THE on-again, off-again saga that is the redevelopment of Sorrento’s Continental Hotel is, well, on again.
The latest consortium behind a proposed $100 million rebuild has unveiled its vision and restarted construction at the iconic site which it says should open in time for summer 2021-22.
The emergence of the new backers follows disappointment over the drawn-out and ultimately failed dream of Sorrento local Julian Gerner, who bowed out amid fears the heritage-listed limestone structure could “sink into its foundations” (“Hotel ‘clean’ and up for sale, again” The News 16/3/20).
Consortium partners Victor Smorgon Group, Kanat Group and Trenerry Property have engaged Urban as project managers and Hamilton Marino as the builder, with Woods Bagot as principal architects and interior designers.
Coincidentally, Woods Bagot CEO Nik Karalis is said to divide his time between New York City and his other home at St Andrews.
The latest plan shows a “regional resort venue” with wellness and lifestyle centre, five-star hotel, various food and beverage areas, and spaces for events. The wellness areas will include a hydro spa, gym and day spa with pools, saunas and medi-spa treatment areas.
The 100-room hotel extending to Riley Lane and the three event spaces will include a ballroom, public bar and bistro, restaurant, glass-ceiling conservatory and cocktail bars.
A new, larger crane will replace the existing crane to start phase 1 of construction beginning with reconstruction of the southern and western walls of the ballroom and a reinforced basement. Remediation works will be done in consultation with Heritage Victoria.
Works are expected to ramp up once stage four coronavirus construction restrictions are lifted, the builder says, adding that they have been “working closely with Mornington Peninsula Shire on the necessary certificates required for the preservation works completed to date”.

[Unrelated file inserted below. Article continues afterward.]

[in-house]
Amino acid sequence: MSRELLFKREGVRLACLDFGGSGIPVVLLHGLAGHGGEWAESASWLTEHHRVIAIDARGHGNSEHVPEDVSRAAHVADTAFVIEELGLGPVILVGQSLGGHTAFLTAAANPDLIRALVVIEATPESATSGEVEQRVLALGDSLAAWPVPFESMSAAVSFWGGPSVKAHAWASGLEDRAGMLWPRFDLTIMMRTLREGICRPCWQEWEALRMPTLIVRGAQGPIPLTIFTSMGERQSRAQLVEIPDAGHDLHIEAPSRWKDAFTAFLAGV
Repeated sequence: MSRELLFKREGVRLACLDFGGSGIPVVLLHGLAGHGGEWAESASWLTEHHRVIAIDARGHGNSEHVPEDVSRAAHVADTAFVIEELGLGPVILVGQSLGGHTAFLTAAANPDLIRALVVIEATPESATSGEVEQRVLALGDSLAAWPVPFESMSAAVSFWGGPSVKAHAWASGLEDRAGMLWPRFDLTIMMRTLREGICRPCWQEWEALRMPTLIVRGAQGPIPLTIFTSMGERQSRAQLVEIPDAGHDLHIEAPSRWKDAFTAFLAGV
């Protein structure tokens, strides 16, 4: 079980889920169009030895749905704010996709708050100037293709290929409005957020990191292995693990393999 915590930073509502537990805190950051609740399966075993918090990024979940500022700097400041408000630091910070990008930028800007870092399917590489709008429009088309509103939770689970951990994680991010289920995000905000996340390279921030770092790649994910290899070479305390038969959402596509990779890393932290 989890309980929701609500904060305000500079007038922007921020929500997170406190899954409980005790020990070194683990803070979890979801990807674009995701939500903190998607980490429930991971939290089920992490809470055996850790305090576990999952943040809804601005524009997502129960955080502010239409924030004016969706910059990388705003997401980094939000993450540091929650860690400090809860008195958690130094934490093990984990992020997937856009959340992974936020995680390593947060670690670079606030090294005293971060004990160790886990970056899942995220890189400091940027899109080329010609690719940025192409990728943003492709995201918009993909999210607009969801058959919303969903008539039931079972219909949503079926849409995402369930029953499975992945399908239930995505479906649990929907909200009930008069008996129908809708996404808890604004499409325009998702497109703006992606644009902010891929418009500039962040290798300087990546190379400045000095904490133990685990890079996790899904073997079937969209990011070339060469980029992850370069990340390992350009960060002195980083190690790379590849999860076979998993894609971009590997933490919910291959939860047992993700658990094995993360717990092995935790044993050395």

Heritage Victoria has overseen waterproofing, sealing and structural reinforcements and regular inspections have “assessed and mitigated degradation” of the 145-year-old building.
Trenerry’s Robert Dicintio said the development was a “long-term proposition”.
“We are committed not only to its successful redevelopment but its long-term success and viability as a significant economic driver for the peninsula,” he said.
“Our vision is to see the hotel revitalised and returned to its former glory – as a place where the community can come together and celebrate the best local produce, service, hospitality and experiences.
“The Continental has been around for almost 150 years, and it will still be standing long after we have gone. We are simply the current restorers and protectors of this grand building and we want to do it justice and bring it back to life for the enjoyment of all our current and future stakeholders.”
The redevelopment is expected to generate 150 jobs on-site, and 70 off-site. When completed it is expected to provide 100 full time equivalent, ongoing jobs across hospitality, hotel management, service and administration.